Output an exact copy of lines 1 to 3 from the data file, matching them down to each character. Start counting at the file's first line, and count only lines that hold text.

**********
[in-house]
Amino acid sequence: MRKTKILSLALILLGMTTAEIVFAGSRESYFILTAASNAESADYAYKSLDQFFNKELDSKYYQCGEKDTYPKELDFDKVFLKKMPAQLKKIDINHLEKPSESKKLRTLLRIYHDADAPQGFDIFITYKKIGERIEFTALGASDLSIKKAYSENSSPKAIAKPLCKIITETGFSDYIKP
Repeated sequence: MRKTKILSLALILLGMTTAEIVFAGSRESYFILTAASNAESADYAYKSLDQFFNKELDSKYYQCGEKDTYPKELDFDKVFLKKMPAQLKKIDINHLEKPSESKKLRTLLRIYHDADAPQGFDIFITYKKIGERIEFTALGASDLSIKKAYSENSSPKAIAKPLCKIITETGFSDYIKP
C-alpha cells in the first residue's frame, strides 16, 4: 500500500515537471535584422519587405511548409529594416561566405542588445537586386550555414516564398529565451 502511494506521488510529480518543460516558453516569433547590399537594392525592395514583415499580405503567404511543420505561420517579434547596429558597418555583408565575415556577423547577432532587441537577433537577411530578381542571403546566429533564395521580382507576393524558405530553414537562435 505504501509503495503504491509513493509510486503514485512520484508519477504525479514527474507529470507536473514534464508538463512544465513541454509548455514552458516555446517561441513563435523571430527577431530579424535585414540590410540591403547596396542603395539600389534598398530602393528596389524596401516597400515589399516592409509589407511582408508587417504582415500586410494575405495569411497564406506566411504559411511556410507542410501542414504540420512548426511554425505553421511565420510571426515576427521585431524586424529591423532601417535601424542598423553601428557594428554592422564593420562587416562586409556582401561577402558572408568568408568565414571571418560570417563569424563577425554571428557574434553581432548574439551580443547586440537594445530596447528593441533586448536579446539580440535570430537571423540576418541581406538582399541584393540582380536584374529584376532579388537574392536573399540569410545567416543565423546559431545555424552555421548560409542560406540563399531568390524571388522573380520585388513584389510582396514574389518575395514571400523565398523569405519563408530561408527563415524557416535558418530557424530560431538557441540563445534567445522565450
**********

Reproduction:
[in-house]
Amino acid sequence: MRKTKILSLALILLGMTTAEIVFAGSRESYFILTAASNAESADYAYKSLDQFFNKELDSKYYQCGEKDTYPKELDFDKVFLKKMPAQLKKIDINHLEKPSESKKLRTLLRIYHDADAPQGFDIFITYKKIGERIEFTALGASDLSIKKAYSENSSPKAIAKPLCKIITETGFSDYIKP
Repeated sequence: MRKTKILSLALILLGMTTAEIVFAGSRESYFILTAASNAESADYAYKSLDQFFNKELDSKYYQCGEKDTYPKELDFDKVFLKKMPAQLKKIDINHLEKPSESKKLRTLLRIYHDADAPQGFDIFITYKKIGERIEFTALGASDLSIKKAYSENSSPKAIAKPLCKIITETGFSDYIKP